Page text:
Probe: Missile that downed MH17 came from Russia-based unit

Elias Hubbard
May 26, 2018

The Netherlands and Australia are formally blaming Russia's government for the downing of Malaysia Airlines Flight 17 in 2014, one day after worldwide investigators said the missile that struck the jet originated from the Russian military.

The Russian Foreign Ministry said the findings were based on "fake data" presented by bloggers and that Moscow's information regarding the case was largely ignored.

The worldwide team running the criminal investigation appealed for help from witnesses who can testify about the involvement of the Russian military's 53rd anti-aircraft missile brigade based in the city of Kursk.

"It is nothing but an allegation aimed at tarnishing our country's image on the worldwide stage", a ministry statement carried by TASS news agency said.

The Dutch Safety Board concluded in an October 2015 report that the Boeing 777 was hit by a Russian-made Buk missile, killing all passengers and crew, who came from 17 countries, including 38 Australians.

"That a sophisticated weapon belonging to the Russian Army was dispatched and used to shoot down a civilian aircraft should be of grave worldwide concern". Dutch prosecutors said in 2016 they had identified 100 people of interest but did not reveal their identities.

The investigators on Thursday offered only open-source video and photographic evidence to support their conclusion that the missile came from a Russian military antiaircraft system.

The official cabinet reaction to the new findings will be discussed on Friday morning, but foreign minister Stef Blok has already said "an important piece of the puzzle is in place".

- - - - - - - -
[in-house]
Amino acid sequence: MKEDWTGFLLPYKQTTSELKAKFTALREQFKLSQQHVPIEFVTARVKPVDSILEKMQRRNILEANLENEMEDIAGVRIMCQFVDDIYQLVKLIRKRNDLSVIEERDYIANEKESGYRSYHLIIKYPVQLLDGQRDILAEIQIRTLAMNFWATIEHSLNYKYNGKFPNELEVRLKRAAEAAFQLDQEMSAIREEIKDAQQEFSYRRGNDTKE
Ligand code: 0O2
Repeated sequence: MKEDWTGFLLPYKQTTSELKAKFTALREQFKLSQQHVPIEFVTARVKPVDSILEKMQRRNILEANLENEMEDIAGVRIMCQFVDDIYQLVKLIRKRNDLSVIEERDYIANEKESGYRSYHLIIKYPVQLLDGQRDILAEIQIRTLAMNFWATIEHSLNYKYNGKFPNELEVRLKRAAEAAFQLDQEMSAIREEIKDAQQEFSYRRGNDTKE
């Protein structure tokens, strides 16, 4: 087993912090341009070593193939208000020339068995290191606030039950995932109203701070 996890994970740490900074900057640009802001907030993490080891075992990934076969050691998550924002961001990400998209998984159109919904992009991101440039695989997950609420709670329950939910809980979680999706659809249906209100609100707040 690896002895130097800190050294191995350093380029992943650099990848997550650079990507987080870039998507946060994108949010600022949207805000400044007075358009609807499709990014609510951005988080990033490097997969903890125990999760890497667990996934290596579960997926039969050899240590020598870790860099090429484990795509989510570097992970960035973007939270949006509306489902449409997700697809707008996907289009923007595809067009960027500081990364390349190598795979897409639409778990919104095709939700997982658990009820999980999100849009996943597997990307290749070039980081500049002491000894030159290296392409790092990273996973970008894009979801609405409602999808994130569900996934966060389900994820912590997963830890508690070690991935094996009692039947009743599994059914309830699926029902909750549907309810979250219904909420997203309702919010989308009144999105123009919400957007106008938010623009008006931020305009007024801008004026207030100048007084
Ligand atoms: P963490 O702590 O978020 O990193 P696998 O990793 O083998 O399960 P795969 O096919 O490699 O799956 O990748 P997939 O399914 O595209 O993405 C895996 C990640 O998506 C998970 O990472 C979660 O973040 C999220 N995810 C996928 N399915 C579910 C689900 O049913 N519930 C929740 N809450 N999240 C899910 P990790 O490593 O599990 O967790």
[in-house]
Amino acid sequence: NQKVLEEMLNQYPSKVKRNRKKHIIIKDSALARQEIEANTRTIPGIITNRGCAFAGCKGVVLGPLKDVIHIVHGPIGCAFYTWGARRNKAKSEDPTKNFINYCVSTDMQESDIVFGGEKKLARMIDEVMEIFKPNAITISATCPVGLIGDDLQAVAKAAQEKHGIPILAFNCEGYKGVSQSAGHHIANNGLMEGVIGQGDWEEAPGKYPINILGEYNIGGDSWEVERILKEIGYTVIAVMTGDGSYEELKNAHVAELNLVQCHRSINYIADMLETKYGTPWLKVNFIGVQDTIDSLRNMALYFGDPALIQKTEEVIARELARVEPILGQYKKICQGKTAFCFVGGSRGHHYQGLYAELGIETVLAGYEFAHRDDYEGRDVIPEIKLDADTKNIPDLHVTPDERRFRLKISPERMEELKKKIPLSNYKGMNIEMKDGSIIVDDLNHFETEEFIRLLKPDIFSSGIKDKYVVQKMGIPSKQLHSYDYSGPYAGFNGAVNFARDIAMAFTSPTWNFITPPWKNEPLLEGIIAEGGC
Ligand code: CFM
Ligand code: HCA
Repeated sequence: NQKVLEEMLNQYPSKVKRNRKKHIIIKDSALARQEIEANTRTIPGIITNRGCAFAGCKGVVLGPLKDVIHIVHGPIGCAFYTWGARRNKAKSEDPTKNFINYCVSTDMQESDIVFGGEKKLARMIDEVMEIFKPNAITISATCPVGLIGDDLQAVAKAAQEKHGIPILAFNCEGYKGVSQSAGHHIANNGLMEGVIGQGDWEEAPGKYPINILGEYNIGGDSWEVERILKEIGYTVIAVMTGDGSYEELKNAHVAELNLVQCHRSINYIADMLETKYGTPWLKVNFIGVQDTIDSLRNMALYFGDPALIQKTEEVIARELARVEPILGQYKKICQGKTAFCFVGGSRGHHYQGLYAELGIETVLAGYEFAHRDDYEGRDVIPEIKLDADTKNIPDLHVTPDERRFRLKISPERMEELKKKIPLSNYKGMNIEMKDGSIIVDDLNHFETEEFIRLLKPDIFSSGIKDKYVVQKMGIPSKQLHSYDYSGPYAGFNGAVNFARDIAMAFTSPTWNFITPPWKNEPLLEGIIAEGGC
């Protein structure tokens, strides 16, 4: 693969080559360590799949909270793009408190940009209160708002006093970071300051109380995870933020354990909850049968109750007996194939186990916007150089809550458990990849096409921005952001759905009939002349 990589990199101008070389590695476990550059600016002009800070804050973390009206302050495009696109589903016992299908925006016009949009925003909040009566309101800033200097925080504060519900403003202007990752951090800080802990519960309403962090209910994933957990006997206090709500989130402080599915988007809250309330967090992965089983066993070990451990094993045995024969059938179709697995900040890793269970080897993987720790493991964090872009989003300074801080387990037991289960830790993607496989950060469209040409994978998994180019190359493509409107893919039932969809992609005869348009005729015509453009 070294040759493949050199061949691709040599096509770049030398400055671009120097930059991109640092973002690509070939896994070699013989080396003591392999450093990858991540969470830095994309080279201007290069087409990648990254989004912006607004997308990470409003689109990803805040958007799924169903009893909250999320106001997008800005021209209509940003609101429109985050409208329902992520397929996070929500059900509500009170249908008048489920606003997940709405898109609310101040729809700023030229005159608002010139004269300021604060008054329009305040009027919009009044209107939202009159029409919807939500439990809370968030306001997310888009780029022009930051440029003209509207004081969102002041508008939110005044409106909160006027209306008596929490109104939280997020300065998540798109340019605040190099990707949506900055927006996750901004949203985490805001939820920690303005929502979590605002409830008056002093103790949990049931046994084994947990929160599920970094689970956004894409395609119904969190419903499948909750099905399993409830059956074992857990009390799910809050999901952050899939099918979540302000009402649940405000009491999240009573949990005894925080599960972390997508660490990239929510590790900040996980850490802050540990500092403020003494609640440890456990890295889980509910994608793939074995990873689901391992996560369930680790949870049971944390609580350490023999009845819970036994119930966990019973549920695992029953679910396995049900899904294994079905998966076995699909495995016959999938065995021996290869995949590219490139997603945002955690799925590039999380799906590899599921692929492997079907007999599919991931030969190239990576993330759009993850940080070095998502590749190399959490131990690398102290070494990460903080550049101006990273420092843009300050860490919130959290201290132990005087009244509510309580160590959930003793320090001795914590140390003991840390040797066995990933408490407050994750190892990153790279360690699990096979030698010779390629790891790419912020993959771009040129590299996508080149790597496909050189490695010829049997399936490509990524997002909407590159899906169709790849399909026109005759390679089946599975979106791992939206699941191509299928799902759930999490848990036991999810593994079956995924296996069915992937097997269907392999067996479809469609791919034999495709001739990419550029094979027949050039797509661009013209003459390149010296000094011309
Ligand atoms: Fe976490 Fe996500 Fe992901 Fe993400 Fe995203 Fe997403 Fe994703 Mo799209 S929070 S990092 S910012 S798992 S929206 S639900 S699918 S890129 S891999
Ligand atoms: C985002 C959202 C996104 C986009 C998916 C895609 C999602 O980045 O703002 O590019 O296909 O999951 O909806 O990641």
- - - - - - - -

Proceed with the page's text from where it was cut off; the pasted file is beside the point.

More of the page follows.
Ultimately, any suspects identified and charged will be prosecuted in Dutch courts - if they can be arrested and brought to trial.

Dutch Prime Minister Mark Rutte made a decision to shorten his visit to India by a day and join cabinet talks on May 25 about the new findings, Dutch news agency ANP reported.

In 2016, investigators announced they had evidence that the BUK system involved in the incident had crossed the border into eastern Ukraine from Russian Federation and returned after the plane had been shot down.

CORRECTION: An earlier version misreported that a Russian military unit had shot down MH17, according to findings by the Joint Investigation Team.

WATCH - The Downing Of MH17: What Happened?

The worldwide team said it was not ready to name suspects for the attack but has previously released wiretaps of conversations between two men who are heard apparently discussing the return of the missile launcher to Russian Federation.

They also took issue with the "vile and deceitful campaign" by the Russian media saying it was "misinformation meant to distract and confuse, to create an alternative reality".

"The investigation hasn't specifically named names, but it is clear from what they have been saying today that they are pointing the blame today at the Russian military itself", he said.

A file photo taken on July 18, 2014 shows Alexander Hug, second left, Deputy Chief Monitor of the Organization for Cooperation and Security in Europe's Special Monitoring Mission to Ukraine, visiting the site of the crash of a Malaysian airliner carrying 298 people from Amsterdam to Kuala Lumpur, near the town of Shaktarsk, in rebel-held east Ukraine.

Tkachyov denied that he was Delfin or that he was in eastern Ukraine in 2014.

Other reports by Click Lancashire

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